Lifetime ISA rules have changed – this is how LISAs work for first-time buyers right now

Lifetime ISAs offer a 25 percent government bonus on savings up to a maximum bonus of £1,000 per tax year. The total amount that eligible savers pay into this particular account is £4,000 per tax year – and this is included in the £20,000 annual ISA allowance.

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A person must be 18 or over but under the age of 40 in order to open a Lifetime ISA.

Once they’ve opened the account, savers can pay in up to £4,000 into the account, until they reach the age of 50.

At this time of life, the account holder is no longer able to pay money into their Lifetime ISA, or earn the 25 percent bonus.

However, the account will still remain open, and the savings can still earn interest or, for stocks and shares Lifetime ISAs, investment returns.

There are rules surrounding withdrawing money from a Lifetime ISA.

A person can do this without paying a penalty charge if they’re:

  • Buying a first home
  • Aged 60 or older
  • Terminally ill, with less than 12 months to live.

Otherwise, a withdrawal charge will need to be paid.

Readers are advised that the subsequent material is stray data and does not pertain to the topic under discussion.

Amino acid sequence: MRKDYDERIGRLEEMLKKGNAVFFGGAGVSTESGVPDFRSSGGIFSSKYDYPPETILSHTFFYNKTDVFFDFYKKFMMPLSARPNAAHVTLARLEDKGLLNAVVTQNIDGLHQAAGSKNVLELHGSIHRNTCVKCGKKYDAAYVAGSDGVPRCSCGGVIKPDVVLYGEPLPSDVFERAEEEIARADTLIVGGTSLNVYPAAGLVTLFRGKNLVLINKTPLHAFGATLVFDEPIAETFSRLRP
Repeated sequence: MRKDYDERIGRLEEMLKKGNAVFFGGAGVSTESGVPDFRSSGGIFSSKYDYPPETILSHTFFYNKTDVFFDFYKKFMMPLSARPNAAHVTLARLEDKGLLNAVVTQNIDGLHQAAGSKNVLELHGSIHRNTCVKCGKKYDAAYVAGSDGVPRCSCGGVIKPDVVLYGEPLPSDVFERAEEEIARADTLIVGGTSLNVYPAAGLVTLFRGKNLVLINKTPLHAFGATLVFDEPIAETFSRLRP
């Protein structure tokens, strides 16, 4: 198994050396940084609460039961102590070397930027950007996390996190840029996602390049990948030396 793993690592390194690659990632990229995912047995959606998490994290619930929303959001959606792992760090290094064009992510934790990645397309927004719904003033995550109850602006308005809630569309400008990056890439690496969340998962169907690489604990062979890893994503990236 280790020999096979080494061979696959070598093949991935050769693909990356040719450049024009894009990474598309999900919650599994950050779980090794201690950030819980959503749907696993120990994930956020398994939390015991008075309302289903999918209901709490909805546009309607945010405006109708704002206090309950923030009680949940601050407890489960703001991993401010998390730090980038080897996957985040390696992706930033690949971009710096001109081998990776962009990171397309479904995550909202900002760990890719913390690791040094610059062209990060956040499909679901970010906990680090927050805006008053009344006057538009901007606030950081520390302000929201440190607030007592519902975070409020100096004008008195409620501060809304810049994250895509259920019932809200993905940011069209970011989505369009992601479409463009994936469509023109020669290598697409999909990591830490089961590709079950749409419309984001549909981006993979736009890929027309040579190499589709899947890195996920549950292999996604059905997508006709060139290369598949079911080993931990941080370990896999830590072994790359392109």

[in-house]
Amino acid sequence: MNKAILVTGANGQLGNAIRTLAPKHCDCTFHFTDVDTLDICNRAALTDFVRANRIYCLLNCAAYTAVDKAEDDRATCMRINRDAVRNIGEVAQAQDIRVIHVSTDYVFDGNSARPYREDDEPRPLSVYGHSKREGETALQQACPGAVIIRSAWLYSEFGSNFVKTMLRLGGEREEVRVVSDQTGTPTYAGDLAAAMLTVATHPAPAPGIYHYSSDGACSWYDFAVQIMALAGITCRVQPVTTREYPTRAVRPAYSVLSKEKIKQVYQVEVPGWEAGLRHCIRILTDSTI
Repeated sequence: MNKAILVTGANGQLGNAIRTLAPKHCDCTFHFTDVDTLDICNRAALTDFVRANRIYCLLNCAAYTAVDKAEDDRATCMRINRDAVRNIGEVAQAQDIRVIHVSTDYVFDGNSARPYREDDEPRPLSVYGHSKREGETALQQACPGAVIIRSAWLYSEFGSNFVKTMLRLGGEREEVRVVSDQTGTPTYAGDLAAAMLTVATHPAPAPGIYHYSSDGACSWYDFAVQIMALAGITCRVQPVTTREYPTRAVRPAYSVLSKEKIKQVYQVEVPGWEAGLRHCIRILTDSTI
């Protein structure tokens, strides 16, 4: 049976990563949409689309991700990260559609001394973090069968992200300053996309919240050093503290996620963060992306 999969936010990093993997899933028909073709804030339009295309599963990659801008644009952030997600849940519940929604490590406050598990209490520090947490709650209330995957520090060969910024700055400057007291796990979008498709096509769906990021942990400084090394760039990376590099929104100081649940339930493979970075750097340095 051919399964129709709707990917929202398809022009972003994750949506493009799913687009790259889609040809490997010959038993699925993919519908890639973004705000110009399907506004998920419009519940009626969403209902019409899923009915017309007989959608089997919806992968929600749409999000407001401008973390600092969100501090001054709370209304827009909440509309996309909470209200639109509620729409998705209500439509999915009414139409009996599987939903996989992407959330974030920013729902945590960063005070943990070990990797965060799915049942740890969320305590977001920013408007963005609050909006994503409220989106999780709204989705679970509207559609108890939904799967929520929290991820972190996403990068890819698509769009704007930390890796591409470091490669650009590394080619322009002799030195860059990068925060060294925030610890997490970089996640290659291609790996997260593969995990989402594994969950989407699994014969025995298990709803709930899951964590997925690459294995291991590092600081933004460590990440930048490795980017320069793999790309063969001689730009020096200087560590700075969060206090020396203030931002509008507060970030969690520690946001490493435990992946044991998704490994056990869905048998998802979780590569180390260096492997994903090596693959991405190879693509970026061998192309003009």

Usually, this charge is 25 percent, however, in response to the crisis, the rate has been cut – providing access to the money a saver paid in.

As such, the charge is currently 20 percent, however it will revert to 25 percent on April 6, 2021.

The new withdrawal charge was announced in April this year, but took effect from March 6, 2020.

This means that anyone who has been charged at the old rate of 25 percent will be paid the difference into their Lifetime ISA.

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While first-time buyers are eligible for Stamp Duty Land Tax relief, it may be that some wish to take advantage of the Stamp Duty holiday announced by Rishi Sunak last week.

During his summer statement in the House of Commons, the Chancellor said he was raising the SDLT threshold from £125,000 to £500,000 – meaning SDLT only applies above this threshold until March 31.

So, what are the rules surrounding using Lifetime ISA savings to buy a first home?

A person may only use these savings to purchase their first home if all of the following conditions apply.

These are:

  • The property costs £450,000 or less
  • They buy the property at least 12 months after opening the Lifetime ISA
  • The buyer uses a conveyancer or solicitor to act for them in the purchase – the ISA provider will pay the funds directly to them
  • They’re buying with a mortgage.

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